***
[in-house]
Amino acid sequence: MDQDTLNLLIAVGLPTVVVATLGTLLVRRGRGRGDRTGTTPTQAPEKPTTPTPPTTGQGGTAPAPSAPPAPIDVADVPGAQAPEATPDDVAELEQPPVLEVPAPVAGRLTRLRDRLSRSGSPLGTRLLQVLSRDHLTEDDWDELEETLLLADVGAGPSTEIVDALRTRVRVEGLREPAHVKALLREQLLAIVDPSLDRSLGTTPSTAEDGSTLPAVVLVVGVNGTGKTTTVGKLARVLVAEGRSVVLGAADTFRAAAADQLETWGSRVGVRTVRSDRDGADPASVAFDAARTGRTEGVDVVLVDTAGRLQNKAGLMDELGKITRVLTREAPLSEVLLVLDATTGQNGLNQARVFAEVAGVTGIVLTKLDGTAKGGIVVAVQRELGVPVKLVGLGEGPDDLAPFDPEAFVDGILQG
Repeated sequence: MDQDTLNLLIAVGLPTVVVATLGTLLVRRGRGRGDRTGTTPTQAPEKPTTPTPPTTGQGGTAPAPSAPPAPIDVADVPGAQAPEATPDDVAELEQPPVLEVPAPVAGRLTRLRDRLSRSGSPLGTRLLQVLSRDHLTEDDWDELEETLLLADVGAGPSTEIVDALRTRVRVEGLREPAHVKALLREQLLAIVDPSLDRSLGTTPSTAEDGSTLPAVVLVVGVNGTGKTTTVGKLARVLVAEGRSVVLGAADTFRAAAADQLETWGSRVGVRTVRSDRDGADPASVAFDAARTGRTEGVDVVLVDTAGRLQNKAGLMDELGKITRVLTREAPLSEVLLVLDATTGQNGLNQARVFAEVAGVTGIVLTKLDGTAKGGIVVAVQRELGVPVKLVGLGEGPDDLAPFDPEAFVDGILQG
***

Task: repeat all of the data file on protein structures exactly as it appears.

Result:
[in-house]
Amino acid sequence: MDQDTLNLLIAVGLPTVVVATLGTLLVRRGRGRGDRTGTTPTQAPEKPTTPTPPTTGQGGTAPAPSAPPAPIDVADVPGAQAPEATPDDVAELEQPPVLEVPAPVAGRLTRLRDRLSRSGSPLGTRLLQVLSRDHLTEDDWDELEETLLLADVGAGPSTEIVDALRTRVRVEGLREPAHVKALLREQLLAIVDPSLDRSLGTTPSTAEDGSTLPAVVLVVGVNGTGKTTTVGKLARVLVAEGRSVVLGAADTFRAAAADQLETWGSRVGVRTVRSDRDGADPASVAFDAARTGRTEGVDVVLVDTAGRLQNKAGLMDELGKITRVLTREAPLSEVLLVLDATTGQNGLNQARVFAEVAGVTGIVLTKLDGTAKGGIVVAVQRELGVPVKLVGLGEGPDDLAPFDPEAFVDGILQG
Repeated sequence: MDQDTLNLLIAVGLPTVVVATLGTLLVRRGRGRGDRTGTTPTQAPEKPTTPTPPTTGQGGTAPAPSAPPAPIDVADVPGAQAPEATPDDVAELEQPPVLEVPAPVAGRLTRLRDRLSRSGSPLGTRLLQVLSRDHLTEDDWDELEETLLLADVGAGPSTEIVDALRTRVRVEGLREPAHVKALLREQLLAIVDPSLDRSLGTTPSTAEDGSTLPAVVLVVGVNGTGKTTTVGKLARVLVAEGRSVVLGAADTFRAAAADQLETWGSRVGVRTVRSDRDGADPASVAFDAARTGRTEGVDVVLVDTAGRLQNKAGLMDELGKITRVLTREAPLSEVLLVLDATTGQNGLNQARVFAEVAGVTGIVLTKLDGTAKGGIVVAVQRELGVPVKLVGLGEGPDDLAPFDPEAFVDGILQG